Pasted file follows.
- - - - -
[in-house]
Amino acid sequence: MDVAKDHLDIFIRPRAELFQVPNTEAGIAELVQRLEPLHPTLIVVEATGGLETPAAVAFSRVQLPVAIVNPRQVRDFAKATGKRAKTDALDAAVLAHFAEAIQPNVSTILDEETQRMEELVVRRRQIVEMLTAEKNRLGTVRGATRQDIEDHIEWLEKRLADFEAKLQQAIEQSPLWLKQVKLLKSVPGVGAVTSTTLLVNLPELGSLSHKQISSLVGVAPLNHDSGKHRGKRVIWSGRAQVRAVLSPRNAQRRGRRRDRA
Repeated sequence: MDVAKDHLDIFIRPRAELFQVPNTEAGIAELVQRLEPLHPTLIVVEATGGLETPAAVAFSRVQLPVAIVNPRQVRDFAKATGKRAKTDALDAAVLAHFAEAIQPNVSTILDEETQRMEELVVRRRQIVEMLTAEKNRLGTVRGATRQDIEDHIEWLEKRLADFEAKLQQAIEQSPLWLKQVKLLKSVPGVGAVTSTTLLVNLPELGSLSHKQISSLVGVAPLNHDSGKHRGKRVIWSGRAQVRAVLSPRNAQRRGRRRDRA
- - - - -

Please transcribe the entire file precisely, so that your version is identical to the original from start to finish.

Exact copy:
[in-house]
Amino acid sequence: MDVAKDHLDIFIRPRAELFQVPNTEAGIAELVQRLEPLHPTLIVVEATGGLETPAAVAFSRVQLPVAIVNPRQVRDFAKATGKRAKTDALDAAVLAHFAEAIQPNVSTILDEETQRMEELVVRRRQIVEMLTAEKNRLGTVRGATRQDIEDHIEWLEKRLADFEAKLQQAIEQSPLWLKQVKLLKSVPGVGAVTSTTLLVNLPELGSLSHKQISSLVGVAPLNHDSGKHRGKRVIWSGRAQVRAVLSPRNAQRRGRRRDRA
Repeated sequence: MDVAKDHLDIFIRPRAELFQVPNTEAGIAELVQRLEPLHPTLIVVEATGGLETPAAVAFSRVQLPVAIVNPRQVRDFAKATGKRAKTDALDAAVLAHFAEAIQPNVSTILDEETQRMEELVVRRRQIVEMLTAEKNRLGTVRGATRQDIEDHIEWLEKRLADFEAKLQQAIEQSPLWLKQVKLLKSVPGVGAVTSTTLLVNLPELGSLSHKQISSLVGVAPLNHDSGKHRGKRVIWSGRAQVRAVLSPRNAQRRGRRRDRA